What’s Next?

Hector asks:

What’s next?

Our law firm recommended that we form a trade organization to demonstrate domestic industry support for our effort. If we prove to the US International Trade Court that we have the support of the majority of the domestic VFX industry and the industry is being injured by international subsidies, a duty to offset and nullify their distortive effect will be instituted.

We have an interim group advising us and we are calling the group ADAPT: The Association of Digital Artists, Professionals, and Technicians. The hope is once we remove the artificial market created by these subsidies, VFX facilities will have to adapt to a level playing field. We also hope to use the CVD issue as the tip of spear to initiate negotiations with the studios for better treatment of the VFX industry.

So what’s next for me?

We’re getting all the necessary paperwork together to form ADAPT and getting a website together. A number of people have requested I do a reddit AMA which is in the works. Finally, in order to garner support of the domestic vfx industry to initiate the CVD petition, I’d like to start to initiate VFX professionals in the Bay Area and New York.

I would like to schedule time to fly out to the Bay Area and New York to meet with VFX professionals to answer questions about the CVD effort. So let me know your thoughts on what works best. All of this is voluntary on my part but I’m deeply motivated that this issue can change the industry.

Oh and we are also planning a March in March rally during the Oscars 3 months in advance.

https://www.facebook.com/events/1411561172415016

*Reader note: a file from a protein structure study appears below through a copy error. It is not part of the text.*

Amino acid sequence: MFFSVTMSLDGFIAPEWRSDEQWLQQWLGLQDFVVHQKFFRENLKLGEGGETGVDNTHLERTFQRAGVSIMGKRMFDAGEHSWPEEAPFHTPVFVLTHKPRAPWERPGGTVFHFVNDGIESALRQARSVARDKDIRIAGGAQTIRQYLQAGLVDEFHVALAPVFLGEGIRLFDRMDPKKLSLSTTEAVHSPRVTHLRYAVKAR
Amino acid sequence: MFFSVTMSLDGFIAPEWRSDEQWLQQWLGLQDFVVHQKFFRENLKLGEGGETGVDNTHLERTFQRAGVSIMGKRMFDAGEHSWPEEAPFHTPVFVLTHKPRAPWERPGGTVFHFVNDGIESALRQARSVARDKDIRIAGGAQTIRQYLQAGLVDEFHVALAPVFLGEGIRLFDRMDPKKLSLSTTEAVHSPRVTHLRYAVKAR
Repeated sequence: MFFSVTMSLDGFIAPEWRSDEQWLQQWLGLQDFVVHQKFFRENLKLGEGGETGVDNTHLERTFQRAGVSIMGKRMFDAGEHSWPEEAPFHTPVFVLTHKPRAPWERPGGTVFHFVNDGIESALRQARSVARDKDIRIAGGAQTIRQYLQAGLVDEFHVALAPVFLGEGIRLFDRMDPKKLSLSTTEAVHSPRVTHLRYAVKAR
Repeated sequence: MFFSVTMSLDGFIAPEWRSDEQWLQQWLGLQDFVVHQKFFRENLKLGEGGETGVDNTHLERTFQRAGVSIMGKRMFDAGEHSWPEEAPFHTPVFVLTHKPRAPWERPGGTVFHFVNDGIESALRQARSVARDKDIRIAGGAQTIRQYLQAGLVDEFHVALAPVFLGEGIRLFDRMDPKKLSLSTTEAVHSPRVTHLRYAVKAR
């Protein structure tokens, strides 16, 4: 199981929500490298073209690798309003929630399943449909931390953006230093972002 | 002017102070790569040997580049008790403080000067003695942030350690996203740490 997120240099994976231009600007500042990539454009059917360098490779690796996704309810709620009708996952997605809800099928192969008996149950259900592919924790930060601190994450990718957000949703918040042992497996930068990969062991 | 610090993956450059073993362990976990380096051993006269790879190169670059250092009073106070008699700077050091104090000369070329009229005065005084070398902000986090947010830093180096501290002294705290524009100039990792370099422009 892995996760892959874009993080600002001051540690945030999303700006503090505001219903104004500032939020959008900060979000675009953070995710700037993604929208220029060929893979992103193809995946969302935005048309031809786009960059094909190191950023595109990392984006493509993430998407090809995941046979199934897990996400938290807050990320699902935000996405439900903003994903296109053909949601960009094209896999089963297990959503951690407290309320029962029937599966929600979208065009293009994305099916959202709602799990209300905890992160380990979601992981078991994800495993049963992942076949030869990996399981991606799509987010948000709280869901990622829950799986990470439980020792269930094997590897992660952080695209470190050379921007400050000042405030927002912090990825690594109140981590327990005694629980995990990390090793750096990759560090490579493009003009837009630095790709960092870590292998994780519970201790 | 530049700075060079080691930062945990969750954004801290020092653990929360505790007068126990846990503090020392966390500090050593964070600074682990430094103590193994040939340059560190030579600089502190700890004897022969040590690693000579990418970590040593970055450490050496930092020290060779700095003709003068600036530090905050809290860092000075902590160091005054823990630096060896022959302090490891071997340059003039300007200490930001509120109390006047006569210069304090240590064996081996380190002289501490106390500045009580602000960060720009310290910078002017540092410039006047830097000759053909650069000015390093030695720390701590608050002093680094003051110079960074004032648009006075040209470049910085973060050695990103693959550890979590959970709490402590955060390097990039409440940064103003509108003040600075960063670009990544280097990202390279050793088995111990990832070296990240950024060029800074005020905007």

Soldier On.

About these ads

73 Responses to What’s Next?

  1. occupyvfx says:

    Soldier,

    How can folks living in Los Angeles participate in and get involved with ADAPT?

    • VFX Soldier says:

      Here’s what we are working on for LA: A March in March during Oscar Sunday to raise awareness and support for the CVD effort: https://www.facebook.com/events/1411561172415016

    • Andreas Jablonka says:

      I think Soldier is trying to broaden the memberbase to include the different areas of the US to show nation wide destructive influence of subsidies as we primarily have LA support right now.
      I could be wrong, just guessing. maybe i should not post this :)
      …too late…

      • VFX Soldier says:

        My goal is to show domestic support for this effort and that doesn’t just mean California. There is a good number of VFX pros in NY. Will I get the support of everyone? No. Will I be able to get the support of a majority? I think so and going to the Bay Area and NY will help me show the US International Trade Court that I have support.